In addition, MultiTransmit's patient adaptive technology reduces local SAR, which in turn shortens scan time by up to 40 percent. So, T2-weighted imaging can be done much faster because the repetition time is significantly reduced. "Because of this TR reduction, our pelvis examinations are done significantly faster. Specifically for the high resolution TSE T2-weighted (acquisition voxel size 0.6 x 0.6 x 3 mm), the TR decreases from 6680 ms to 4230 ms, and the examination time goes from 9:47 to 6:12 minutes, while the detailed survey is nowadays performed in 35 seconds," says Dr. Matos. "For other anatomic regions we prefer to use MultiTransmit's benefits to scan with higher resolution. We can do better T1-weighted imaging, particularly double-echo T1, which was not possible before. Now we can do that during a single breath hold."

Oncology MRI benefits from MultiTransmit

Body MRI scanning at Erasme Hospital involves oncology patients. "Because of the excellent performance of MultiTransmit the hospital can now use the 3.0T system for all of its oncology patients, not just a selected group," says Dr. Matos. "The higher signal at 3.0T is a large advantage in our oncology work, but without MultiTransmit we would not have been able to use our 3.0T system for every case.

I've seen, for instance, that for small lesions within the liver 3.0T MultiTransmit is much better. MultiTransmit is enabling high quality, high resolution imaging that allows us more confidence in diagnosis, follow-up and monitoring."

In oncology patients Dr. Matos is now also performing high resolution diffusion weighted imaging (DWI) of the prostate, liver and pancreas. "The images are quite impressive. MultiTransmit consistently improves contrast and resolution in all clinical sequences, including DWI. The fat suppression uniformity is improved in those anatomical locations more sensitive to dielectric shading, such as the left liver lobe. Also the reproducibility of apparent diffusion coefficients (ADC) is better," he says. "This will certainly have an impact on the follow-up with our oncology patients."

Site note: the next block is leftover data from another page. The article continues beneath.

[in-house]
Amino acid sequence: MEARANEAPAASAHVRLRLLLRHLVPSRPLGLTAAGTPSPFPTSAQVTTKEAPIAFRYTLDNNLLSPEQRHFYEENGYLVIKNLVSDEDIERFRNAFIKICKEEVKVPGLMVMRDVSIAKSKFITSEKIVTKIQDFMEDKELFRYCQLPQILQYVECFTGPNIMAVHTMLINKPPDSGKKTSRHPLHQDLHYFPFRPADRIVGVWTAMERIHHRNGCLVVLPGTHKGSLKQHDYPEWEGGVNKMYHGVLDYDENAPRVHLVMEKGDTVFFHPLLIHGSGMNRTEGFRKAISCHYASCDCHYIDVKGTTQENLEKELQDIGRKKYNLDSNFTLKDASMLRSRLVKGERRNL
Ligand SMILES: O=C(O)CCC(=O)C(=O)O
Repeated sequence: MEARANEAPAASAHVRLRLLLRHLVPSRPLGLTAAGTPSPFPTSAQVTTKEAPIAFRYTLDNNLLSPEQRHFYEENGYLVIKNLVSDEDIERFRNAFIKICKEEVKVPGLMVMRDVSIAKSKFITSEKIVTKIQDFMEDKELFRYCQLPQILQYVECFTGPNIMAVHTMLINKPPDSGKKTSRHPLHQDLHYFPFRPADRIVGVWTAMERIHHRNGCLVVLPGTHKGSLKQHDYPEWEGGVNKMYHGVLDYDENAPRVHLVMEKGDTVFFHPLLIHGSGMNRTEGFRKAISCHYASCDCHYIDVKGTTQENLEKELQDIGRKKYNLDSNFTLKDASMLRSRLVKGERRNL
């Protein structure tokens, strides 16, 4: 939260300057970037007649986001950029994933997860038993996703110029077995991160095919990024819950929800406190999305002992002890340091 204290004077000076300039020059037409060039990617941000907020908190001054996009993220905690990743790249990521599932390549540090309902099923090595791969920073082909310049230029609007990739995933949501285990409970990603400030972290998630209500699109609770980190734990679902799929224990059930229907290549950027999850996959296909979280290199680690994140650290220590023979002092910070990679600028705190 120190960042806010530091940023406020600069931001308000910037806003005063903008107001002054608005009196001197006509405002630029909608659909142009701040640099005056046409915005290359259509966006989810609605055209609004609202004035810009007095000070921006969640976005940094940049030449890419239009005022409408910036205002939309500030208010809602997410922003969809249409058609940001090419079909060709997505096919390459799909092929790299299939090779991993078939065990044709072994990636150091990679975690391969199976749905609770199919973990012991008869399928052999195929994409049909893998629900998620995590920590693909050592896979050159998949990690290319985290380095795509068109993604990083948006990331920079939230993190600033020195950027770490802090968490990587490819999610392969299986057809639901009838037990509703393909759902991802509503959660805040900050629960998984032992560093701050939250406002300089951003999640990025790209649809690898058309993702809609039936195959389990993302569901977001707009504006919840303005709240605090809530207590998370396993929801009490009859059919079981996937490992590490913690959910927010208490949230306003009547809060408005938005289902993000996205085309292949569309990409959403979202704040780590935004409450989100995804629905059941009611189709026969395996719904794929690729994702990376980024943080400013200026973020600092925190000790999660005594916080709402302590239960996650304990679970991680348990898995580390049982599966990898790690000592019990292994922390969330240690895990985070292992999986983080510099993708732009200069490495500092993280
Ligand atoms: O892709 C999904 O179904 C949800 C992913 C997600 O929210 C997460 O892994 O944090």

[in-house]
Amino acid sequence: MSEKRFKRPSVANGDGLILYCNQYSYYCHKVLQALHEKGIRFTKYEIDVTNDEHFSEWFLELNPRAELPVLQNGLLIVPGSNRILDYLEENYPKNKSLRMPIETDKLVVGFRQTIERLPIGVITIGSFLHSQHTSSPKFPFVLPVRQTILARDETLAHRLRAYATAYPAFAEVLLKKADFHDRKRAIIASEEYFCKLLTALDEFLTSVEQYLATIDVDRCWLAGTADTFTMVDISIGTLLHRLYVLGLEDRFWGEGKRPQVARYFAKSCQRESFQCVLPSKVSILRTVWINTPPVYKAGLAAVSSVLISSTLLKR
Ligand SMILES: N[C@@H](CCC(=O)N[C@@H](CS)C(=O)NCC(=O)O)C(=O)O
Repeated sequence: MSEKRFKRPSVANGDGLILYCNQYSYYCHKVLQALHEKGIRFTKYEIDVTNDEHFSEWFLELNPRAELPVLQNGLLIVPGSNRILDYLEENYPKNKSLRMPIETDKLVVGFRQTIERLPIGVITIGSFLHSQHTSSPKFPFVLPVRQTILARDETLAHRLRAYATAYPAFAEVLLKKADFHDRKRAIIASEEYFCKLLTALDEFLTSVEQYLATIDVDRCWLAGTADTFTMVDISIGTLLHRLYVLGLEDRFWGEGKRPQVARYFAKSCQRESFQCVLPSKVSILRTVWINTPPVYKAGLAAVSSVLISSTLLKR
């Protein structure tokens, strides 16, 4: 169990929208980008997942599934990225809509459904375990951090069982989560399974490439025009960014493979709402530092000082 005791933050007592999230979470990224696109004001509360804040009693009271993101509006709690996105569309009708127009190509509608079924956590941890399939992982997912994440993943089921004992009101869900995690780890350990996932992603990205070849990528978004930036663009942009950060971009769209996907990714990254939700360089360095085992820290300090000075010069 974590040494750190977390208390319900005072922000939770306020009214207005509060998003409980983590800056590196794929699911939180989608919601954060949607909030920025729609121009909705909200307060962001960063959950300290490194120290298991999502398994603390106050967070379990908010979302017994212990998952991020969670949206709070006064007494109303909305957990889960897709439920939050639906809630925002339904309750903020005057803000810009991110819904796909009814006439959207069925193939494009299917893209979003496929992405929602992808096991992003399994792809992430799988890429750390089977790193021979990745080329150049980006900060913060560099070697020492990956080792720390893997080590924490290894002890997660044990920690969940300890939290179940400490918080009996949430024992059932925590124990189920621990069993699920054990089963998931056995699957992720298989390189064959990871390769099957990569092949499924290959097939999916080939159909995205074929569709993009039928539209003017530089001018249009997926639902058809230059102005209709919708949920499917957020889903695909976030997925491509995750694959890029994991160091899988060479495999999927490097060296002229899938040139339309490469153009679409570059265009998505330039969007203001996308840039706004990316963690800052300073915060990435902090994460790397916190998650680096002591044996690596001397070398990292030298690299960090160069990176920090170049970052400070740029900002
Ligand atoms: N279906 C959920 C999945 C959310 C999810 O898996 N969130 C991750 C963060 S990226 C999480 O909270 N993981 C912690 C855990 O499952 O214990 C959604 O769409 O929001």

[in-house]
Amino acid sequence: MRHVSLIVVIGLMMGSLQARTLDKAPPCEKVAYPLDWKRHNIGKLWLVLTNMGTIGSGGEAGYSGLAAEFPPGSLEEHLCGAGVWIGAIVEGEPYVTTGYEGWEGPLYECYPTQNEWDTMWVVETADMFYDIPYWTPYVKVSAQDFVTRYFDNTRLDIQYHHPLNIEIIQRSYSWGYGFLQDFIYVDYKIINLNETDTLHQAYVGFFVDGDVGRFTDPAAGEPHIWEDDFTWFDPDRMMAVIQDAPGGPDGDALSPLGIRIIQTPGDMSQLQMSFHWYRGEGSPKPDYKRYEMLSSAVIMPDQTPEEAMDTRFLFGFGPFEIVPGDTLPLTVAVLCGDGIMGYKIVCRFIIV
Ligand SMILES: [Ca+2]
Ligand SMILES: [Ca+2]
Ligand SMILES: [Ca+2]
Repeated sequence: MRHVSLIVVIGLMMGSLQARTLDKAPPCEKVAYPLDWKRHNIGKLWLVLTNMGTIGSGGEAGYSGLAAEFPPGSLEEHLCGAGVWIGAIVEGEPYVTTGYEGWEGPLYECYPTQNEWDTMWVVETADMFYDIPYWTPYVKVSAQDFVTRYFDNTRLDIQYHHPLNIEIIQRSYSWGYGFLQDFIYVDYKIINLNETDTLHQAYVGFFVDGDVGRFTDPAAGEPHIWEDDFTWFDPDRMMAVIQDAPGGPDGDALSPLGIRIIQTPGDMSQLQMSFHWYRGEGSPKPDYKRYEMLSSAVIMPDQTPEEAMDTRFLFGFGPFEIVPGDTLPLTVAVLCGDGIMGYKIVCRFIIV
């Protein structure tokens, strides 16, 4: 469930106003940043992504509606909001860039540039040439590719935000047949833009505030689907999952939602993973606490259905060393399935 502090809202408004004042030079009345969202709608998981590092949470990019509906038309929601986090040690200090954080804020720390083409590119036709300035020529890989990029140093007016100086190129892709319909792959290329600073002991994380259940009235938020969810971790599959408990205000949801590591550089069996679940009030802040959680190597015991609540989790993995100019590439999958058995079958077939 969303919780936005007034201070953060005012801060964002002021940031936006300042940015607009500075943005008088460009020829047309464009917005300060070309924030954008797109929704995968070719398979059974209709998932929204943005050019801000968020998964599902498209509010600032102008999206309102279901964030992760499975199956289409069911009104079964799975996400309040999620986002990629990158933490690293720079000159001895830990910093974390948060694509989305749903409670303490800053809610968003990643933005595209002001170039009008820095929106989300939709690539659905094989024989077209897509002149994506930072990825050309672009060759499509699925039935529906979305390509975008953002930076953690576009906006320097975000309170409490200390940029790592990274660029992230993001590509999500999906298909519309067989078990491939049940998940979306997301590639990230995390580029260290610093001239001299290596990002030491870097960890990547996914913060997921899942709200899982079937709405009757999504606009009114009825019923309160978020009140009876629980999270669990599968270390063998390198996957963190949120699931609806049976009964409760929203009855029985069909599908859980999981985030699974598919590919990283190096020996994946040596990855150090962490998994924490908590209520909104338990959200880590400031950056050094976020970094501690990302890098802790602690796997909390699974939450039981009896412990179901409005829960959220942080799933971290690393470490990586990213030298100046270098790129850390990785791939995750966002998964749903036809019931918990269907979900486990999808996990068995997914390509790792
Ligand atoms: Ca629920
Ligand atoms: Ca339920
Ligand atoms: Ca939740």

"We are now doing some studies comparing the signal-to-noise ratio in DWI with and without MultiTransmit," he adds, "We know it has improved, but we want to quantify it."

View clinical cases:

Future is now wide open for 3.0T imaging

"MultiTransmit opens the field for more body applications at 3.0T," says Dr. Matos. "It will certainly expand whole body applications like 3.0T whole body DWI in oncology patients, and it will allow us to scan more patients. It's particularly useful for the brain, for MSK and abdomen, with much better image quality and improved signal." "The 3.0T imaging we're doing now wouldn't be possible without MultiTransmit," he adds. The image quality was previously less reproducible, and not this consistent from one patient to another. I think that 3.0T with MultiTransmit has the potential to become a new standard for MR examinations."


This content has been made possible by NetForum Community.
Share this on: Share your link in twitter Share your link in facebook Share your link on LinkedIn Print Rate this article: Log in to vote

 
Rating:
Votes:
1
Views:
1823
Added:
Nov 4, 2010

Rate this:
Log in to vote
 

Best Practice
Achieva 3.0T TX
Release 2.6, Release 3.2
Quasar, Quasar Dual
Abdomen, Body, Liver, MultiTransmit, Oncology, Pancreas, Prostate
 

Clinical News
Best Practices
Case Studies
Publications and Abstracts
White Papers
Web seminars and Presentations
ExamCards
Protocols
Application Tips and FAQ
Training
Try an Application
Business News
Case Studies
White Papers
Web Seminars and Presentations
Utilization Services
Contributing Professionals
Contributing Institutions
Become a Contributor